From very early on, I developed a mantra that I would repeat to myself over and over in the coming months. When my mind would race, if I had a difficult procedure or if I was sick or fearful (more days than I could count!). It was very simple yet all encompassing. It was this…
• My God never leaves my side.
• My God can be trusted.
• My God is good.
Chemotherapy was the first part of my treatment plan which started 17 days after being diagnosed. The ten months that followed would challenge my physical, emotional and mental strength in ways I could never prepare for or imagine. I literally could not think past the day I was living without becoming overwhelmed about what might loom around the bend. I believe each woman battling breast cancer is given a “Pink” Angel (who is also a Survivor) to guide them through the process. I was no exception and I don’t know what I would have done without her by my side.
My treatment plan would be a full year consisting of several biopsies, countless scans, six chemotherapy infusions (taxotere, carboplatin, herceptin, & perjeta aka TCHP), multiple surgeries, five weeks of radiation therapy, more “maintenance” (herceptin & perjeta aka HP) infusions and miscellaneous shots/oral medications with their plethora of side effects.
Surviving would become my job…one I intended to take very seriously. Obviously this was very different for this working girl and Mom accustomed to her annual well visit and maybe routine blood work. I couldn’t sit still for five minutes. My chemotherapy treatments would be six plus hours sitting in a chair attached to an IV pole. How exactly was this going to work?? I was about to find out.
“Don’t be afraid. Just stand still and watch the Lord rescue you today. The Lord himself will fight for you. Just stay calm.” (Exodus 14:13-14)
A miracle would also unfold before my eyes…an immense power spilling over despite my weak and vulnerable state. A power that inspired my family and friends, a power that would invoke boldness and courage, a power that would renew my marriage, a power that would provide strength and wisdom for each and every day of my long journey. The miraculous power of the Holy Spirit was working in and through me.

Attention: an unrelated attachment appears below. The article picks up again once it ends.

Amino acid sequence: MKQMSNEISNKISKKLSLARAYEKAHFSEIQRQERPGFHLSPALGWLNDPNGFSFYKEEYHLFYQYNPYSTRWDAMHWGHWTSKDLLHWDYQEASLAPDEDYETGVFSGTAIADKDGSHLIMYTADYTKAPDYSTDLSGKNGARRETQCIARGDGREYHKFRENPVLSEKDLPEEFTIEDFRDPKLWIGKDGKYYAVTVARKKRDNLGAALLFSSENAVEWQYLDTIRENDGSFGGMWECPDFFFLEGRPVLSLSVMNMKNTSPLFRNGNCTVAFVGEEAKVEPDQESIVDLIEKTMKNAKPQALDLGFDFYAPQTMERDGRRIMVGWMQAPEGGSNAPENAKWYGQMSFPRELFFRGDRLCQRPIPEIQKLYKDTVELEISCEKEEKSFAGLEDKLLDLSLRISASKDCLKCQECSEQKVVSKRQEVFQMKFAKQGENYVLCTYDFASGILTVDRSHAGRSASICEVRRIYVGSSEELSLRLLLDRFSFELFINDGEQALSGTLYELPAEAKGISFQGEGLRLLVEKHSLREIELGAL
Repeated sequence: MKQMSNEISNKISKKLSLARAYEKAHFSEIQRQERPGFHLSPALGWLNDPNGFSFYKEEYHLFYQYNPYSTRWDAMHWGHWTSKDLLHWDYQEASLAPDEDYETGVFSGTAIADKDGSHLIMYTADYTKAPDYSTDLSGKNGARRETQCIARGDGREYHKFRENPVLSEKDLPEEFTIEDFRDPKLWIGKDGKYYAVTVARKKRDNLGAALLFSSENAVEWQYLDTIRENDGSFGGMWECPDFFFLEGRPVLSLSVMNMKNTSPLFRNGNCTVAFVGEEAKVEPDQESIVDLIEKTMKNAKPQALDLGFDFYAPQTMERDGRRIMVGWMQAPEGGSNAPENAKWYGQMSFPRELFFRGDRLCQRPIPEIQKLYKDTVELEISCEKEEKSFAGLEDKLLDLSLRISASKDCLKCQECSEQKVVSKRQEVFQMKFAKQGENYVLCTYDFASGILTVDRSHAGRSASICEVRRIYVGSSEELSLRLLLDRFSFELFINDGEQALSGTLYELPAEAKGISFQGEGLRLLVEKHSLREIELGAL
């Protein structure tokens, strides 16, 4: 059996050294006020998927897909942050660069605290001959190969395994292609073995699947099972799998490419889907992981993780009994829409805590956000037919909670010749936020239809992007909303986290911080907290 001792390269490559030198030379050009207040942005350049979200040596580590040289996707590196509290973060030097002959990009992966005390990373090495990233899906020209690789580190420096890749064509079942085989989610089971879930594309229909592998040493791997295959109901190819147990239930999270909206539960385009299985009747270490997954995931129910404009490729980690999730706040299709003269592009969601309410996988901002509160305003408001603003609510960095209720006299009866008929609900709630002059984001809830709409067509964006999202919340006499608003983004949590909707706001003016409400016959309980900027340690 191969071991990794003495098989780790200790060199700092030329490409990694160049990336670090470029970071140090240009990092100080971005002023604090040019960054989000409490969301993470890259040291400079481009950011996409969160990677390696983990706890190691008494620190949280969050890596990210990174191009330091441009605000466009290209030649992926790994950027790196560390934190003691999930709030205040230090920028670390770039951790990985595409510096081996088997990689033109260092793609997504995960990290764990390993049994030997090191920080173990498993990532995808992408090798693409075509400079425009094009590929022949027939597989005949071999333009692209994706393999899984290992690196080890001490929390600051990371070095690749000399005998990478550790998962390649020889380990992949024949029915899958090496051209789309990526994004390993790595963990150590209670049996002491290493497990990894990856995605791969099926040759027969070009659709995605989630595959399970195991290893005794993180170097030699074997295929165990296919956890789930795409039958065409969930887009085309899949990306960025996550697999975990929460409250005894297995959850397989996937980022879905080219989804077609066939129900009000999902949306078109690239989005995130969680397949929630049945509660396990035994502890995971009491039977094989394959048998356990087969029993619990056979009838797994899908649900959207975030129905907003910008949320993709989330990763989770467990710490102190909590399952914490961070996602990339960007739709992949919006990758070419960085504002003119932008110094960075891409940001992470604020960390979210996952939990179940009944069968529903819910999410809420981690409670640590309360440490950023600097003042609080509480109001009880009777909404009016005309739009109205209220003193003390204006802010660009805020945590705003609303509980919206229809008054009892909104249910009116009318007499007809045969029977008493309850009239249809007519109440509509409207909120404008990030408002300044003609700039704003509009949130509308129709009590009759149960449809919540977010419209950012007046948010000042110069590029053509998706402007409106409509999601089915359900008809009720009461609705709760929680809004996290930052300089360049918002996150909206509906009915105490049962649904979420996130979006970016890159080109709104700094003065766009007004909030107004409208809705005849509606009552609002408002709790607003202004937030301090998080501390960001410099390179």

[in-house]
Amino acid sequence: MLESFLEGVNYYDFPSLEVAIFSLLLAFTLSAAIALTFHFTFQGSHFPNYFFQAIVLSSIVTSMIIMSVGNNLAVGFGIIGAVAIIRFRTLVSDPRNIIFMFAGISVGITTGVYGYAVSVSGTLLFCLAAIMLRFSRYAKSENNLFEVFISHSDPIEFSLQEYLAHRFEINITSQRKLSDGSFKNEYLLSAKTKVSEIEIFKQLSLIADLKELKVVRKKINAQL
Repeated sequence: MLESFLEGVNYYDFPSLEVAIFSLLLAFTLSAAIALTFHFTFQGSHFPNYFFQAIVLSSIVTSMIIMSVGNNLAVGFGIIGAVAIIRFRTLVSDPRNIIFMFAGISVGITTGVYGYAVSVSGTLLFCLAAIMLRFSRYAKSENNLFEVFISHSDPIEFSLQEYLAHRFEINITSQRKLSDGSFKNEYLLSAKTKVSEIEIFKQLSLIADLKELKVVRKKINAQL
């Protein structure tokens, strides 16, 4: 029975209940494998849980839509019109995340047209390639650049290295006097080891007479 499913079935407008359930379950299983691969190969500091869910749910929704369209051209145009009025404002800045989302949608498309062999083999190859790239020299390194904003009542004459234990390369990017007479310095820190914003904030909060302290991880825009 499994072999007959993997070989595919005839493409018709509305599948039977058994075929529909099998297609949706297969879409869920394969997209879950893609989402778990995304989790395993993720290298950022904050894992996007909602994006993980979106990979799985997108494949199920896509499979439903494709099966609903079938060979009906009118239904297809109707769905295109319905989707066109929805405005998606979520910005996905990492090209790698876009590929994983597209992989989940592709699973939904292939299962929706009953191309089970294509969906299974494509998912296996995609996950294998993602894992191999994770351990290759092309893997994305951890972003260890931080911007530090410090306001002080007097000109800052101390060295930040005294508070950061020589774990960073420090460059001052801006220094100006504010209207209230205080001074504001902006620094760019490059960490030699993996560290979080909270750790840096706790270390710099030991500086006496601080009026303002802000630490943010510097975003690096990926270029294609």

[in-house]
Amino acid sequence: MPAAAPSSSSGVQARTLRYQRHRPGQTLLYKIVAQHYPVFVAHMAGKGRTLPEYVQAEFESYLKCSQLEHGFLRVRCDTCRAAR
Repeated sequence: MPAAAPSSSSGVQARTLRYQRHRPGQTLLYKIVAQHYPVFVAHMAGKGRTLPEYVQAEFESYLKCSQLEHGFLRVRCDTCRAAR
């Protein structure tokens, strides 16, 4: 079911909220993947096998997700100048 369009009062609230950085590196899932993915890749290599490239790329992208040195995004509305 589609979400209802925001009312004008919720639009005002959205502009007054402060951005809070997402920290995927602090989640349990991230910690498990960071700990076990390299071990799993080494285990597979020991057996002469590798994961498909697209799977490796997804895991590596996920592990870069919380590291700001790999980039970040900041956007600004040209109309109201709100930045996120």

“But He said to me, My grace is sufficient for you, my strength is made perfect in weakness, Therefore, most gladly I will rather boast in my infirmities, that the power of Christ may rest upon me.” (2 Cor. 12:9)
People were listening. More than ever. And I felt empowered (by the Holy Spirit) to be transparent with others regarding the struggles and triumphs I was experiencing. I’m normally more of a private person. I, along with my entire family were literally living and feeling the power of the prayers. I have never experienced anything like it. It was truly amazing!! I think it is so interesting that by making myself vulnerable, we received the love and support we so desperately needed.
In my eyes, I had been faithful since my twenties but this time was different. My unsettling circumstances would require an utter and complete surrender to my Heavenly Father…I chose to reach for His hand in a childlike trust. This may sound easy but I can assure you it was not. I groped in the darkness out of desperation, not because I’m some “perfect” Christian…quite the opposite. It’s because I’m broken and I need a Savior. It has been a daily discipline to choose faith over feelings.
During this period, I was blown away by the love and support we felt from our community. There were blessings to be found around every corner whether it was a meal, a chat, visit, gift on our front porch, help with our boys, a heartfelt text, and even a small hand painted rock anonymously left in our yard saying “You Are Loved.” Well, I did feel loved and it helped sustain me on those really tough days.
“Every good action and every perfect gift is from God. These good gifts come down from the Creator of the sun, moon, and stars, who does not change like their shifting shadows.” (James 1:17)
Have there been questions, tears, scars, pain, illness, anger, confusion, infections, insomnia, anxiety, depression, PTSD, and sheer terror? Yes. I still experience many of these symptoms on a daily basis. Oh and let’s not forget to throw COVID-19 in there to top it all off! However, I am not alone in my fight.
I truly thank God for my husband who shaved my head, helped me up and down the stairs when I was too weak to walk, and picked me up off the floor of our home a few times during my bouts of unconsciousness (among a million other things!). After almost twenty years, I love him now more than ever. He has set an example for our boys as a kind, strong leader who leans in when the going gets tough. I can only hope and pray that this experience will instill empathy in our boys that will carry over to their own families someday.